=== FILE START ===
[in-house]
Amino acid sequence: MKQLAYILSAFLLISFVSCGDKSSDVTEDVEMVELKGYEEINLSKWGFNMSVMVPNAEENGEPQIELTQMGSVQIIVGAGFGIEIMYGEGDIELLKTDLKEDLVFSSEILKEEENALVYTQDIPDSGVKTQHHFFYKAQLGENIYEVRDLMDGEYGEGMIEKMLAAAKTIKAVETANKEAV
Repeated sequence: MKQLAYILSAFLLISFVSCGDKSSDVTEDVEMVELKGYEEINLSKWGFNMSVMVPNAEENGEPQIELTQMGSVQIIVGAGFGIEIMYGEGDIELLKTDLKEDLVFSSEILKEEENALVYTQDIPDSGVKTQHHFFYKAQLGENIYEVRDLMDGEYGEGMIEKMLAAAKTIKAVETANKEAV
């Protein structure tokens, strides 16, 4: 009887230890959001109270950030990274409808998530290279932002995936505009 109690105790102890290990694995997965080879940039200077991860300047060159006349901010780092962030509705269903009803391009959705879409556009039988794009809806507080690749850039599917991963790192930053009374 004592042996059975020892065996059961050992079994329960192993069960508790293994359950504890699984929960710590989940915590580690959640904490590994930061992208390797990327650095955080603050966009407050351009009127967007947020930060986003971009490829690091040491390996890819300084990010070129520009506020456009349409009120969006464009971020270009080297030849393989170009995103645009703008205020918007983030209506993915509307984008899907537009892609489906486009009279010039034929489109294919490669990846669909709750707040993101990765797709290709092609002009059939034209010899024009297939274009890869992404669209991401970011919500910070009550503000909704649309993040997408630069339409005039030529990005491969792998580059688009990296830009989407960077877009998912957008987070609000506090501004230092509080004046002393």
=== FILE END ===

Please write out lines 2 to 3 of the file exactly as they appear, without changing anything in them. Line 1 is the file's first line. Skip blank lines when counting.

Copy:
Amino acid sequence: MKQLAYILSAFLLISFVSCGDKSSDVTEDVEMVELKGYEEINLSKWGFNMSVMVPNAEENGEPQIELTQMGSVQIIVGAGFGIEIMYGEGDIELLKTDLKEDLVFSSEILKEEENALVYTQDIPDSGVKTQHHFFYKAQLGENIYEVRDLMDGEYGEGMIEKMLAAAKTIKAVETANKEAV
Repeated sequence: MKQLAYILSAFLLISFVSCGDKSSDVTEDVEMVELKGYEEINLSKWGFNMSVMVPNAEENGEPQIELTQMGSVQIIVGAGFGIEIMYGEGDIELLKTDLKEDLVFSSEILKEEENALVYTQDIPDSGVKTQHHFFYKAQLGENIYEVRDLMDGEYGEGMIEKMLAAAKTIKAVETANKEAV